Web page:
Godzilla and T-Rex: a Silicon Valley love story

Bill Regardie Founder, Regardie's Magazine
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Everyone loves a happy ending, and with Mark Hurd joining his close pal Larry Ellison as president — or is it co-president — of Oracle late Monday afternoon, tears streamed down my cheek.  It was like Lassie coming home; Tarzan saving Cheeta from the animal poachers; or George W. Bush finding a mentor in Karl Rove.

Not everyone was happy, though.  Hewlett Packard, where Hurd was CEO before being canned last month, immediately responded by filing a dubious lawsuit.

Since the suit was filed one day after Hurd joined Oracle, it’s clear that HP would sue him even if he went to work for the American Red Cross.

Who knows if the Ellison-Hurd marriage will last, but with Ellison owning a controlling 23% of his company, Hurd won’t have to worry about a wimpy-ass board crumbling under him.

What makes this tag team so much fun is that Ellison is the T-Rex of the software enterprise game.  He gobbles up companies like they’re jelly beans.  Just as importantly, he’s a longtime pal of Hurd, who sold him billions of dollars of HP hardware annually.  It’s like George Steinbrenner hiring Vince Lombardi.

Ellison came up from the streets and built the planet’s most powerful software enterprise company.  He and Mike Tyson have a lot in common, but at least Larry won’t bite your ear off.

So what’s Larry going to do with Mark?  For starters, Hurd could be the first real “partner” that Larry’s ever had.  They see the world in the same way: throw the widows and orphans overboard first.  And prisoners?  Don’t ask.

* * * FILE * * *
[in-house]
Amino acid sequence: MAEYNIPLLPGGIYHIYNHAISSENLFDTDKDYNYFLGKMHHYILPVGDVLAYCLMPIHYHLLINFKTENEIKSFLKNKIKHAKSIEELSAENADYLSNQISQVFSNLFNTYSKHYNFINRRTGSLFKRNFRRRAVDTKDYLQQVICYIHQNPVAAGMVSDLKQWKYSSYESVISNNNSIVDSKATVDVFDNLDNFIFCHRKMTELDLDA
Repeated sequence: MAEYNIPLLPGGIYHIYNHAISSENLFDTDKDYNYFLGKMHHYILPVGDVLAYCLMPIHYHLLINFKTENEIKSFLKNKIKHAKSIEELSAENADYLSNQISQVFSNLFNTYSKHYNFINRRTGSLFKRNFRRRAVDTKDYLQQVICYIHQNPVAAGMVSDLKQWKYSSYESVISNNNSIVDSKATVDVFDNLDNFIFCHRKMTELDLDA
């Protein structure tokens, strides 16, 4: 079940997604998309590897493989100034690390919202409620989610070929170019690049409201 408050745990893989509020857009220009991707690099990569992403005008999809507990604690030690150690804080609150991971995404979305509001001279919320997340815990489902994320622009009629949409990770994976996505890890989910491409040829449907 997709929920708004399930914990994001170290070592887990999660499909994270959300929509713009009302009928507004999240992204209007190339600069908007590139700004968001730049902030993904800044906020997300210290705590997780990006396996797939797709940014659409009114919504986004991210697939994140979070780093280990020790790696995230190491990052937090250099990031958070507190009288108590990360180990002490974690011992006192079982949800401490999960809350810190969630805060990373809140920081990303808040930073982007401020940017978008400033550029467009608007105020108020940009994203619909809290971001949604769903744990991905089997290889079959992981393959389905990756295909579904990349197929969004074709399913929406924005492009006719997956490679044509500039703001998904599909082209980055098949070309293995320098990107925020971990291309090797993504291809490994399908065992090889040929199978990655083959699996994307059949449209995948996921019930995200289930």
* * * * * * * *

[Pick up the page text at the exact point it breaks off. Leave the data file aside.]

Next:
Both guys love to buy companies the way some women shop for shoes.  Ellison gets bored after the ink is dried.  For Hurd, that’s where the fun begins.  His specialty is cutting bloated payrolls to increase companies’ bottom lines.

At HP, he earned the nickname of “Hurt ’Em Hurd” because he slashed 40% of the employees in his five years as CEO.  On the other hand, stockholders loved him for driving up the stock price 500%.

Over the last few years, Ellison bought close to 60 companies, but he’s never had anyone as ruthless as Larry to clean out the dead wood afterwards.  Consequently, Oracle should have enough walking dead still around to keep even Hurd busy while he and Larry plan their next strikes.

The Larry and Mike show promises to be one of the great teams of the ages, assuming they don’t kill each other.  Remember that wonderful Disney epic when CEO Michael Eisner hired and then fired his pal Michael Ovitz in a messy divorce made for TV’s Access Hollywood.  Ovitz walked away with $150 million for six months’ work.

There’s no question that the boys are out to build the mother of all software companies: the Standard Oil or General Motors of our era.  Maybe they can’t monopolize their industry, but now that T-Rex and Godzilla have teamed up, who’s to stop them?  Uncle Sam?  Maybe, but with tech changing at light speed, don’t bet on it.

The best part, though, is HP’s lawsuit against Hurd.  Not only did Ellison immediately blast HP’s firing as an incredibly stupid act in the New York Times, but with Oracle’s recent acquisition of HP competitor Sun Microsystems, Ellison said the Hurd lawsuit made it virtually impossible for the two companies to work together in the IT marketplace where, historically, they have been the closest of partners.

As we say in Washington: “A few billion here, a few billion there, and soon you’re talking about some real money.”

Bill Regardie was the founder and publisher of Regardie’s Magazine.